Moody’s Investors Service has upgraded from A2 to A1 Hopkins County, TX’s General Obligation Limited Tax Bonds. The rating action affects $18.3 million in rated debt. The upgrade reflects the county’s improved financial position and the stable outlook for the county’s financial position based on healthy revenue levels.
The rating incorporates the stability of the county’s moderately-sized agricultural tax base, below average wealth metrics, and above average debt burden. Among credit strengths are a healthy financial position with increased reserve levels, conservative budgeting, and the stable tax base. Challenges to the budget include only the average wealth metrics and the debt burden. The rating could be upgraded if a significant tax base expansion and diversification along with improved wealth indices should occur. However, if the county sees a significant structural imbalance and narrowing of reserves, the rating could be downgraded.
County Judge Robert Newsom told KSST News that a representative of Moody’s thought it time to upgrade the rating based on the fiscal conservative policies the county has utilized over the past few years and that debt and reserves are in good shape. Noting that when the rating fell during the 2008 recession, as did the ratings across the country, the county had laid off employees and taken other steps necessary to continue the fiscal conservatism. Newsom stated the county has built on that conservatism and has recovered well from the time of the recession.
Moody’s expects the county’s tax base to continue moderate growth over the near-term based on the development and expansion at local employers. As a county seat and accounts for about half of the tax base, the economic rating of the City of Sulphur Springs (A1) also assisted in the rate increase. The diversifying, albeit slow, through a growing industrial presence was also a factor. Also factoring into the considerations are the ten top taxpayers making up 15.5% of total assessed values in fiscal year 2016. The fact that these top taxpayers include several food processors was a strong factor. A diverse tax base consisting of 27.1% acreage, 20.9% single family residential, 17.2% farm and ranch, and 12.4% commercial and industrial property was a factor in the steady growth for the county. The county’s $1.7 billion full value growth has been an average of 2.8% annually over the past five years but increased 4.1% in fiscal 2016.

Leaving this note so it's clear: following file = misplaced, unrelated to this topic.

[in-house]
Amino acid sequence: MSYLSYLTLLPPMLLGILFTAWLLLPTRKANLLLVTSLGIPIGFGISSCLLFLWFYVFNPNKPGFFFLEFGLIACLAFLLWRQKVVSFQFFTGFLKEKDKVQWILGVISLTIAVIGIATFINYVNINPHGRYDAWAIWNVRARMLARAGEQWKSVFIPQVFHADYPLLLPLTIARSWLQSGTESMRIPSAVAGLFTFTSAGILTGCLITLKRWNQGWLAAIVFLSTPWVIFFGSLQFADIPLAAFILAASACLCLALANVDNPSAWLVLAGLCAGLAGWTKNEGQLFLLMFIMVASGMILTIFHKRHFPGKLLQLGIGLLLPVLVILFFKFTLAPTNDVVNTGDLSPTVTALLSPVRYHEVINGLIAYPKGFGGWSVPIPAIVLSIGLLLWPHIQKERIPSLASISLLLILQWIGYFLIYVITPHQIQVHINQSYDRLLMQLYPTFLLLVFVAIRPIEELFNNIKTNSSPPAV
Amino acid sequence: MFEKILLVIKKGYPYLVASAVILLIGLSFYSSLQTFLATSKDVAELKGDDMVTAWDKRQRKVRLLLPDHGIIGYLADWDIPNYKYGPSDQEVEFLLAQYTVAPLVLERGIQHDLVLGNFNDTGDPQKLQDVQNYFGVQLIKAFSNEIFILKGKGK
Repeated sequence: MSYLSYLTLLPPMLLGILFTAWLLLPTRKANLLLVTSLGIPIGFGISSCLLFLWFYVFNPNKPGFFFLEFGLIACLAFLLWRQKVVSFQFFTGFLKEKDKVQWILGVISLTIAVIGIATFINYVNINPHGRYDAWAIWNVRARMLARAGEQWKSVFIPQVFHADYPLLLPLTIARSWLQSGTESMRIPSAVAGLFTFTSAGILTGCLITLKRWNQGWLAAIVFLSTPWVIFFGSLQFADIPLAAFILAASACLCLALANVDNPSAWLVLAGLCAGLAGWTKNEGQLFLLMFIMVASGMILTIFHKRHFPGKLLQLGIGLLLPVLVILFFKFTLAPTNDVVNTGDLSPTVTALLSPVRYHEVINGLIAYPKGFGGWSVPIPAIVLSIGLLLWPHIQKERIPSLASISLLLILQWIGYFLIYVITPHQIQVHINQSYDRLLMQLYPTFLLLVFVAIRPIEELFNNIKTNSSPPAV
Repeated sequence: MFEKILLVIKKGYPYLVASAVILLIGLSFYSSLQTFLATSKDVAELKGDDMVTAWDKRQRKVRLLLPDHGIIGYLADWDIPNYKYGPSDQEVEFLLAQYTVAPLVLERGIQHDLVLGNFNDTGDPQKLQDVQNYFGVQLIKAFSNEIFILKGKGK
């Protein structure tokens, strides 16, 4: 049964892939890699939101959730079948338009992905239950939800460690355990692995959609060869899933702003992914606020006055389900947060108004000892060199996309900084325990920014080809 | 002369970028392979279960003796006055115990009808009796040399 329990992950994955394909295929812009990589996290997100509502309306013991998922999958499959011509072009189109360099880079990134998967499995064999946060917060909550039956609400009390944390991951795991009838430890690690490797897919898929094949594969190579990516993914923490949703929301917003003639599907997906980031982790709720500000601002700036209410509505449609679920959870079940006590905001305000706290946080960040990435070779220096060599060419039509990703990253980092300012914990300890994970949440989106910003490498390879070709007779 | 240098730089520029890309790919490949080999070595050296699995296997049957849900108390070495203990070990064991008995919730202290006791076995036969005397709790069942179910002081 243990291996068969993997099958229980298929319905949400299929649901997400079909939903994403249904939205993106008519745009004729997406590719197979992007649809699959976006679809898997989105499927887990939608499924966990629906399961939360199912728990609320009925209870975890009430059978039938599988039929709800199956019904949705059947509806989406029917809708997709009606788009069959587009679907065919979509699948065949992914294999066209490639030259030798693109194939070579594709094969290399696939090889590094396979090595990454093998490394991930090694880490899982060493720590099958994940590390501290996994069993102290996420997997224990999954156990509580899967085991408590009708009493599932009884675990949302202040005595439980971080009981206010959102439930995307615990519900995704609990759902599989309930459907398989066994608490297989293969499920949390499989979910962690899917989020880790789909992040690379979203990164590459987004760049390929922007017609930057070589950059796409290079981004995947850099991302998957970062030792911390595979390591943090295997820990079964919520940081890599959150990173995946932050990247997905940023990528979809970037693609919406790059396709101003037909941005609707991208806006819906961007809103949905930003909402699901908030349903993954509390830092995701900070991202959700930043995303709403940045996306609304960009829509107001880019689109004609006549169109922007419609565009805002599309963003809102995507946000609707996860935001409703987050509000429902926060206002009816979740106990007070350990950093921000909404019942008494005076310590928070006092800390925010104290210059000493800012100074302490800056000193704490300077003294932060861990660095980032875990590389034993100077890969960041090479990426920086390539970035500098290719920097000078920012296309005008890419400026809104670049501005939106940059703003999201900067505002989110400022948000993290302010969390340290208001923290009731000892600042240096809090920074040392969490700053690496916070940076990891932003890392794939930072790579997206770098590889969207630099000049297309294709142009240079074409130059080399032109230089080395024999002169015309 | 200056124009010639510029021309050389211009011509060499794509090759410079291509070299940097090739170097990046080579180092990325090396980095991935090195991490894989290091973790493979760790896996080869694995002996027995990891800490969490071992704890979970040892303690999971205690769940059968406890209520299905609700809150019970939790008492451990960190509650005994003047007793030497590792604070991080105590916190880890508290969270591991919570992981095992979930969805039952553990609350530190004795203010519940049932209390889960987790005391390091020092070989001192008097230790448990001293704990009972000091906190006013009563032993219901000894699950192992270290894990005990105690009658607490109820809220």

County officials reported the addition of 75 new single family homes and several small businesses within the county which contribute to the 2017 tax base. An addition of 150 new jobs at newly opened Plant Process Fabrication, a manufacturing plant that produces products for renewable fuel products was also a plus. Low unemployment rate, lower than the state and national average, for Hopkins County also was a factor.
With the county’s cash and investment position historically strong and stable and expected to remain so, it is also expected the county’s debt burden will decline steadily. The county’s overall debt burden is 5.7% reflecting the overlapping obligations of the City of Sulphur Springs and the Sulphur Springs Independent School District (A1).